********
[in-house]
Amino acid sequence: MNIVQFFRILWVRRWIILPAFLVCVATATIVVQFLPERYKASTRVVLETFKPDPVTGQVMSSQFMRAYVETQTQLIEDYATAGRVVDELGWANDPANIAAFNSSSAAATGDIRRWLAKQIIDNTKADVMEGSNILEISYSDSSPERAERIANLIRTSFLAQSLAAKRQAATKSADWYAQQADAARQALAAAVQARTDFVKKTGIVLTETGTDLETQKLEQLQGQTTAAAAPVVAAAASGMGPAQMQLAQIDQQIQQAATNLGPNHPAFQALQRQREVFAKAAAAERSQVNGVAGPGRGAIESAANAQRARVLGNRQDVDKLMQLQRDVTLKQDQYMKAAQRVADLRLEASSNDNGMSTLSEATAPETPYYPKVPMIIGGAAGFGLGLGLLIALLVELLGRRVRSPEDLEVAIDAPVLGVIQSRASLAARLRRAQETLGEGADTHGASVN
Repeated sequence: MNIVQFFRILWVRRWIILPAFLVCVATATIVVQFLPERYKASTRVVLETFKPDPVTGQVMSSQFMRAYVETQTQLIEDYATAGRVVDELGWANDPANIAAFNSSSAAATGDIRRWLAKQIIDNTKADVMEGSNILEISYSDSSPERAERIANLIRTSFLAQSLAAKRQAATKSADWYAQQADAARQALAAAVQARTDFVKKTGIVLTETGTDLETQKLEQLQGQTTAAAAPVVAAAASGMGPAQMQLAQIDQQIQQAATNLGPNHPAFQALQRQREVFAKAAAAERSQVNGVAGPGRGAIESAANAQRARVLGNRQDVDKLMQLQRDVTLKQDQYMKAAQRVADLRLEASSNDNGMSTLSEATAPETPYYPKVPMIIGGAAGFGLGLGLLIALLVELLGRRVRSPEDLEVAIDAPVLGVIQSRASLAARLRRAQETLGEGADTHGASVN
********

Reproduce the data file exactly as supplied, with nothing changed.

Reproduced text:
[in-house]
Amino acid sequence: MNIVQFFRILWVRRWIILPAFLVCVATATIVVQFLPERYKASTRVVLETFKPDPVTGQVMSSQFMRAYVETQTQLIEDYATAGRVVDELGWANDPANIAAFNSSSAAATGDIRRWLAKQIIDNTKADVMEGSNILEISYSDSSPERAERIANLIRTSFLAQSLAAKRQAATKSADWYAQQADAARQALAAAVQARTDFVKKTGIVLTETGTDLETQKLEQLQGQTTAAAAPVVAAAASGMGPAQMQLAQIDQQIQQAATNLGPNHPAFQALQRQREVFAKAAAAERSQVNGVAGPGRGAIESAANAQRARVLGNRQDVDKLMQLQRDVTLKQDQYMKAAQRVADLRLEASSNDNGMSTLSEATAPETPYYPKVPMIIGGAAGFGLGLGLLIALLVELLGRRVRSPEDLEVAIDAPVLGVIQSRASLAARLRRAQETLGEGADTHGASVN
Repeated sequence: MNIVQFFRILWVRRWIILPAFLVCVATATIVVQFLPERYKASTRVVLETFKPDPVTGQVMSSQFMRAYVETQTQLIEDYATAGRVVDELGWANDPANIAAFNSSSAAATGDIRRWLAKQIIDNTKADVMEGSNILEISYSDSSPERAERIANLIRTSFLAQSLAAKRQAATKSADWYAQQADAARQALAAAVQARTDFVKKTGIVLTETGTDLETQKLEQLQGQTTAAAAPVVAAAASGMGPAQMQLAQIDQQIQQAATNLGPNHPAFQALQRQREVFAKAAAAERSQVNGVAGPGRGAIESAANAQRARVLGNRQDVDKLMQLQRDVTLKQDQYMKAAQRVADLRLEASSNDNGMSTLSEATAPETPYYPKVPMIIGGAAGFGLGLGLLIALLVELLGRRVRSPEDLEVAIDAPVLGVIQSRASLAARLRRAQETLGEGADTHGASVN